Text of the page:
Since its announcement, press interest surrounding the latest film about Apple co-founder Steve Jobs has been dominated by its writer Aaron Sorkin, who has dutifully offers a rich and textured screenplay. Contrastingly, its director Danny Boyle provides only the lightest of touches, with this refreshing biopic largely absent of his typical stylistic devices. There’s little in the story that hasn’t already been well-documented. In the past few years there has already been a lacklustre biopic, 2013’s Jobs, and a so-so Alex Gibney documentary.
Jobs is part of modern mythology, with his tyrannical behaviour fertile territory for exploration. While Sorkin’s script does little to reveal anything new about the man, it does manage a nuanced approach to his life, with Michael Fassbender offering up a charismatic portrayal of a both tyrant and genius. Steve Jobs (2015) is divided into three distinct acts, each taking place before three key product launches: the Macintosh, the NeXT and iMac. We open in 1984, behind the scenes of the former’s unveiling. Instantly we’re infected by Jobs’ personality, witnessing his megalomaniacal behaviour towards his staff, including his “work wife” and head of marketing Joanna Hoffman (Kate Winslet). We only see him soften when he’s interacting with CEO John Sculley (Jeff Daniels) or his founding partner Steve Wozniak (Seth Rogen), both of whom later become challengers to Jobs’ authoritarian rule.
It’s both comic and terrifying to witness Jobs and his stream of derogatory statements and threats. Sorkin’s script walks a fine line between humour and tragedy, making for a riveting, entertaining watch. At this first launch we’re also introduced to Jobs’ complex relationship with Chrisann Brennan (Katherine Watertson) and his ‘daughter’ Lisa. The familial bonds that tie is a theme that run as a bass note throughout the film yet Sorkin is more interested in Jobs’ sole obsession with changing the world via technology.
This is a potent portrait for our time, transfixed as we are with the marketing ploys that Jobs first gave birth to; namely, that by buying Apple products, you weren’t just purchasing a consumer good but also buying into a lifestyle – an attitude that persists among die-hard Apple fans. Throughout, Apple’s iconic advertising is fully on display: the 1984 ad, the bright colour palette of the launch of the first iMac etc. The use of aforementioned marketing material and gimmicks makes Sorkin seem less interested in the historical ‘Steve Jobs’ and more in exploring the pop culture myth of this enigmatic figure. We also dwell on Jobs’ infamous controlling nature, constantly referencing his desire to create closed-system devices that couldn’t be tampered with by its users. This attitude infects his personal relationships too, from his perceived betrayal by Sculley to his ongoing pitched battle with Lisa. In essence, Sorkin (and Boyle) portray Jobs as a man who would do anything in order to have total command.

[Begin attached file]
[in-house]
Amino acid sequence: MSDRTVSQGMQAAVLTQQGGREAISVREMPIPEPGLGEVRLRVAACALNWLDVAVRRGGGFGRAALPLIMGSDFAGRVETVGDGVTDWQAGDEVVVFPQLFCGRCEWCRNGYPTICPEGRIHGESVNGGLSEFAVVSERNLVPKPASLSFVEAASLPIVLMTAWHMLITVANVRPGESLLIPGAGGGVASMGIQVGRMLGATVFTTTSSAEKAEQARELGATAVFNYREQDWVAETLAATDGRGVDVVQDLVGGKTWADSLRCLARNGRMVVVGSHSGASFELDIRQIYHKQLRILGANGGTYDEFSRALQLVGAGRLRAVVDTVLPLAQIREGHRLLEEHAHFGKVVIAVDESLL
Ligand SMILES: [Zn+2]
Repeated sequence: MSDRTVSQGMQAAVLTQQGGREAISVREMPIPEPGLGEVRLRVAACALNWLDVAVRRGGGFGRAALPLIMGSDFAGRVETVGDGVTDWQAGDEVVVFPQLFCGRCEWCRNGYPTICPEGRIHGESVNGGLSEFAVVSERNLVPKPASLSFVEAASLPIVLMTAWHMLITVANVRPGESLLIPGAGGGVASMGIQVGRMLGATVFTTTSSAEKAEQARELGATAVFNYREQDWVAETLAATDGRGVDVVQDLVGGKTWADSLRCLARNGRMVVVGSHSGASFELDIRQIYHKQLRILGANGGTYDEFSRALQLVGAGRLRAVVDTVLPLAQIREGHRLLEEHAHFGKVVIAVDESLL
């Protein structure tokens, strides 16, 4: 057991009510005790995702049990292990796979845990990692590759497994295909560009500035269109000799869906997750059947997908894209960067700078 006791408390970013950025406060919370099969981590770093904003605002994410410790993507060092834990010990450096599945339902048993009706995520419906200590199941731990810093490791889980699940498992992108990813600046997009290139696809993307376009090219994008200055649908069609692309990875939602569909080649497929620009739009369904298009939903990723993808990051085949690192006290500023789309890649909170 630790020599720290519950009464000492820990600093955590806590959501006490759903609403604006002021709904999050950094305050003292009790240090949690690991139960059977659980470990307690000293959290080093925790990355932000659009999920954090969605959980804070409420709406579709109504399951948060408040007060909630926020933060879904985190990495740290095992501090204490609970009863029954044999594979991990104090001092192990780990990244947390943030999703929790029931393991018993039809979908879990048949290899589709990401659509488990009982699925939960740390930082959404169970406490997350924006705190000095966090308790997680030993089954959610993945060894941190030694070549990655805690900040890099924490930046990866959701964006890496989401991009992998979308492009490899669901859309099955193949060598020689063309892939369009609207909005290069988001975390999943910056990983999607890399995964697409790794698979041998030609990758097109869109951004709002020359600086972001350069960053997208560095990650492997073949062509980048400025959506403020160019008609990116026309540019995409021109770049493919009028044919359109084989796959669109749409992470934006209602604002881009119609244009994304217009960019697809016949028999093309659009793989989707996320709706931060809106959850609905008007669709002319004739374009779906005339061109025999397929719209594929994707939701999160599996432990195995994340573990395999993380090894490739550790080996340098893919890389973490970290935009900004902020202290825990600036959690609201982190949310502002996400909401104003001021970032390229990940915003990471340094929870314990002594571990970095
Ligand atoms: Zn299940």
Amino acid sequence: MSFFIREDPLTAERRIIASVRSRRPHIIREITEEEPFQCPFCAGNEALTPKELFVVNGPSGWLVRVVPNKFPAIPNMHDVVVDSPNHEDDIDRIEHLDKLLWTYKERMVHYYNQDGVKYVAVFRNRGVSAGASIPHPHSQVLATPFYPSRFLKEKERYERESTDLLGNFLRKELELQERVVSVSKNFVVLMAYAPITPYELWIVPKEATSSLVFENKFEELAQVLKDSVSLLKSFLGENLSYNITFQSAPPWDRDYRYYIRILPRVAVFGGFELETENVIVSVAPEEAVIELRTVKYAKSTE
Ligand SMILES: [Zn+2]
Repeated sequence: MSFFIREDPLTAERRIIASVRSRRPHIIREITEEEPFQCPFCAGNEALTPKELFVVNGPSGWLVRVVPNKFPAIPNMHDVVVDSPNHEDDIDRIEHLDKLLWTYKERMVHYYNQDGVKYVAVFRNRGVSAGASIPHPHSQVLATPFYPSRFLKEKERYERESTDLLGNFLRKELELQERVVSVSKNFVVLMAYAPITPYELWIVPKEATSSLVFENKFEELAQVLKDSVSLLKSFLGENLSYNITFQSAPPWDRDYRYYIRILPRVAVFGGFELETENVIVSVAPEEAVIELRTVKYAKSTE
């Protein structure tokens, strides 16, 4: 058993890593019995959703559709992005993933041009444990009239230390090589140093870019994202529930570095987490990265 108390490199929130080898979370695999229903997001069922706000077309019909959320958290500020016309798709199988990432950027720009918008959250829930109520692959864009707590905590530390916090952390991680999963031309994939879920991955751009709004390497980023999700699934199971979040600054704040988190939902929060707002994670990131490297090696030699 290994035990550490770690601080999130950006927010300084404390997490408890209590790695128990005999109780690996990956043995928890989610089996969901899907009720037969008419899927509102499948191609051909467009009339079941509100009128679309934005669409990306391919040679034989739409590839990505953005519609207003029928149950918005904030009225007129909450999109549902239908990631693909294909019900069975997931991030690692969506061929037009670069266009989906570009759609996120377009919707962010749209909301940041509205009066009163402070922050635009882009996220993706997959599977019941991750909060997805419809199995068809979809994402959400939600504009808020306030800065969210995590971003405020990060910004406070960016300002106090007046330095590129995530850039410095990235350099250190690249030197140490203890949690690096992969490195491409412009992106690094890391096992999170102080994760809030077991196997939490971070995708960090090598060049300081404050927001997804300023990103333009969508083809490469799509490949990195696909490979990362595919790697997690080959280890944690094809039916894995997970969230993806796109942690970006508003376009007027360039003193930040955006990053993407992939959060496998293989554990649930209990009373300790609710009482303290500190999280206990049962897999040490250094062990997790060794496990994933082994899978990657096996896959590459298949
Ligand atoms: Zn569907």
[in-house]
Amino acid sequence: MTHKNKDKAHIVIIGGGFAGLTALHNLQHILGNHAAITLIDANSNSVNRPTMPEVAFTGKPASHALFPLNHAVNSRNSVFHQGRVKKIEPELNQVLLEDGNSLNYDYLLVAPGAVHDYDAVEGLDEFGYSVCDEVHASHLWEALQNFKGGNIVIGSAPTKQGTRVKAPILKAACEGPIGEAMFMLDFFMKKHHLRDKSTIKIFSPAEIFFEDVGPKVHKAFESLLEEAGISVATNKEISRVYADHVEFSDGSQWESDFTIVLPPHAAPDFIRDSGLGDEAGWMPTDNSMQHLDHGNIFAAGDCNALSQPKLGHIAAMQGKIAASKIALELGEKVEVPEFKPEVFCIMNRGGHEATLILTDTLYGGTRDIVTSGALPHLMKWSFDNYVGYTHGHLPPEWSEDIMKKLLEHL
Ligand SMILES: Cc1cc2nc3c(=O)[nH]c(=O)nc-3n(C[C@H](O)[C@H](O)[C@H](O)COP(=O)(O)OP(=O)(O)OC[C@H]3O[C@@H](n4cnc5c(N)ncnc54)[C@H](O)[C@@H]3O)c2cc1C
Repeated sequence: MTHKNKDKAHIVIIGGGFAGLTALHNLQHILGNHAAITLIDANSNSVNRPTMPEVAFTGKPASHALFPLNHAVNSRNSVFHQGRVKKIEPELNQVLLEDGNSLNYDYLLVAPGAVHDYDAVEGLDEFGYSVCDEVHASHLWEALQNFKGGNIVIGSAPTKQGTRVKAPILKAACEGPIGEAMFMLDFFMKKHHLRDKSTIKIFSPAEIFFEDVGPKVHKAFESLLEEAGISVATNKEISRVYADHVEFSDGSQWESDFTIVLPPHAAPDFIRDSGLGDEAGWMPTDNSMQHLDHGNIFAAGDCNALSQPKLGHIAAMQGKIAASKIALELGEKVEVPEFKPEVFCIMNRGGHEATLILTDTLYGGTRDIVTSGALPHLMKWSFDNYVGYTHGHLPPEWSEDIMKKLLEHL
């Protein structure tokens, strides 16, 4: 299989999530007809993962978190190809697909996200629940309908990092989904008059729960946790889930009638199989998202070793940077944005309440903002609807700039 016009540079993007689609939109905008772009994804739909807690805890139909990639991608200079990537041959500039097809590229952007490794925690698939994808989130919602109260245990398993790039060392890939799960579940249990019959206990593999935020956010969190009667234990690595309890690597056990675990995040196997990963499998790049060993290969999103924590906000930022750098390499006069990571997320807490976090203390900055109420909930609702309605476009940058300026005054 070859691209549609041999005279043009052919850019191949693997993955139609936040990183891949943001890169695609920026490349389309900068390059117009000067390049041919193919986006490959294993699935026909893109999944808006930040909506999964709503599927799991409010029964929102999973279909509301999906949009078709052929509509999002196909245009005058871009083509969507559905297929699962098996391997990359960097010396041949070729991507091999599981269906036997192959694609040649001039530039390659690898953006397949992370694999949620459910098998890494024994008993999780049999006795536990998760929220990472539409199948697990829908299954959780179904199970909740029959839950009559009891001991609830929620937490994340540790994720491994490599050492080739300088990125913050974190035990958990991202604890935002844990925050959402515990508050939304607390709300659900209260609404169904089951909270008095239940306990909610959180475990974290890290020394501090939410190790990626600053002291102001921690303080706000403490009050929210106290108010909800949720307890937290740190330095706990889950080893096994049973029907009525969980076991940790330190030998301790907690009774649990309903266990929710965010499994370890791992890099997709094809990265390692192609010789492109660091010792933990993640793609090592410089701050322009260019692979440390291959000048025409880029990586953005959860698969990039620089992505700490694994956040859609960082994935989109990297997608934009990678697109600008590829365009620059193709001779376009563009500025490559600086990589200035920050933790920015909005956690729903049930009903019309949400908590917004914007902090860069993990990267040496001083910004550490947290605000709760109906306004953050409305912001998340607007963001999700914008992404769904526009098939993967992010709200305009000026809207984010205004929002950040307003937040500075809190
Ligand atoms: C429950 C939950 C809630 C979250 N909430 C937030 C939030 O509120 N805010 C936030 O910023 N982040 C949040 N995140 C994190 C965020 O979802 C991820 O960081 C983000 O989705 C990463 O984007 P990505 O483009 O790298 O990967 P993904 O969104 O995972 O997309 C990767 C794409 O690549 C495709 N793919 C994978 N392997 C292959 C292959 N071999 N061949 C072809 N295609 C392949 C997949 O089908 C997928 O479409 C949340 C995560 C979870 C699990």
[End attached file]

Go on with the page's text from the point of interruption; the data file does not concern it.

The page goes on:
Surprisingly, Jobs comes off rather well throughout, despite the numerous scenes of him verbally eviscerating everyone in sight. Sorkin isn’t interested in providing us with a template biopic, instead giving birth to something far more intriguing – a concise distillation of Jobs schemata that’s been aggregated over the years. The film cuts through the whispered stories of employees, journalists and the image Jobs himself projected, demonstrating an incredibly complex – if almost entirely fictionalised – figure that may have lurked in some form beneath the public façade. Whilst comparisons to David Fincher’s The Social Network (2010) – also written by Sorkin – are obvious ones to make, the two films are quite different. Facebook founder Mark Zuckerberg -at least at the time – was not as iconic a figure as the Apple magnate. With Steve Jobs, Sorkin – with Boyle somewhat in tow – once again demonstrates his remarkable ability to capture incredibly divisive 21st century figures with stunning finesse.
Joe Walsh | @JosephDAWalsh